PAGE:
The 50-year-old science problem that has now been solved could allow for dramatic changes in the fight against infectious diseases, researchers say
Scientists have been trying to solve the 50-year-old problem of “protein folding”, which maps the 3D shapes of the proteins that are responsible for many diseases such as cancer and COVID-19.
Google’s Deepmind claims to have created a program called “AlphaFold”, which is an artificial intelligence that is able to solve those problems in just a matter of days.
According to experts, if it works, this solution would come “decades” before it was expected, and could potentially have transformative effects in the way that infectious diseases are treated.
There are 200 million proteins that are known of currently, but only a fraction of them have actually been unfolded for scientists to fully understand how they work and what they do.
It is currently “too early to say” if another nationwide COVID-19 lockdown will need to occur after Christmas, according to a senior cabinet minister. George Eustice has said that “you can’t rule anything out” when he was asked about further “stay at home” measures.
DeepMind had been working on this AI project with the 14th Community Wide Experiment on the Critical Assessment of Techniques for Protein Structure Prediction (CASP14), which is a group of scientists who have been looking into such matters since 1994.
“Proteins are extremely complicated molecules, and their precise three-dimensional structure is key to the many roles they perform, for example the insulin that regulates sugar levels in our blood and the antibodies that help us fight infections,” Dr John Moult, chair of CASP14, said.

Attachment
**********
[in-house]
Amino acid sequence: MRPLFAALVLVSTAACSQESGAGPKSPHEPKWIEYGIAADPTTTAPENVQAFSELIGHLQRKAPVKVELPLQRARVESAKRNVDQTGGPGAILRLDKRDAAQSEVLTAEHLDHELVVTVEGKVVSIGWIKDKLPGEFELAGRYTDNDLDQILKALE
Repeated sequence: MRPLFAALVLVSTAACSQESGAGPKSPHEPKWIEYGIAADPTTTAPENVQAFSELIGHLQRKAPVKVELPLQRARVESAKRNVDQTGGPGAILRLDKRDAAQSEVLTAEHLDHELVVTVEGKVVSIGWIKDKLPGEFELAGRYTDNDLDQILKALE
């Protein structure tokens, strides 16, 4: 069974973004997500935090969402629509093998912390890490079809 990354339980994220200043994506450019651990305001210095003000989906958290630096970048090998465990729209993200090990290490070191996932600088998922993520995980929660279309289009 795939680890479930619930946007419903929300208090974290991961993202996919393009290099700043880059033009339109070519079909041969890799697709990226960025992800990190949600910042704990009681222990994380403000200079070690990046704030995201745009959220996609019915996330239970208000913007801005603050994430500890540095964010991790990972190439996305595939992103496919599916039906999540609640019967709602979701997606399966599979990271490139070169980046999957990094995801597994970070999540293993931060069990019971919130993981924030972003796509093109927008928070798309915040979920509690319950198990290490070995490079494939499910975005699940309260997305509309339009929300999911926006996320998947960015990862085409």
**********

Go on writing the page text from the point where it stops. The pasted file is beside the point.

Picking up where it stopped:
“Even tiny rearrangements of these vital molecules can have catastrophic effects on our health, so one of the most efficient ways to understand disease and find new treatments is to study the proteins involved.”
“There are tens of thousands of human proteins and many billions in other species, including bacteria and viruses, but working out the shape of just one requires expensive equipment and can take years.”
Nobel Laureate and president of the Royal Society, Professor Venki Ramakrishnan, said: “This computational work represents a stunning advance on the protein-folding problem, a 50-year-old grand challenge in biology.”
“It has occurred decades before many people in the field would have predicted.”
This comes after Doctors, scientists and the hospitality industry all say that Boris Johnson’s plans for a Christmas bubble is a mistake; for five days between the dates of the 23rd and the 27th of December, people throughout the UK will be able to mix with other families in a Christmas bubble.
“It will be exciting to see the many ways in which it will fundamentally change biological research.”
DeepMind noted that among other things, the prediction of these protein structures could be an important part of responding to any future pandemics, and that it had already used its machine learning technology on the protein structures on SARS-CoV-2 coronavirus, which causes COVID-19.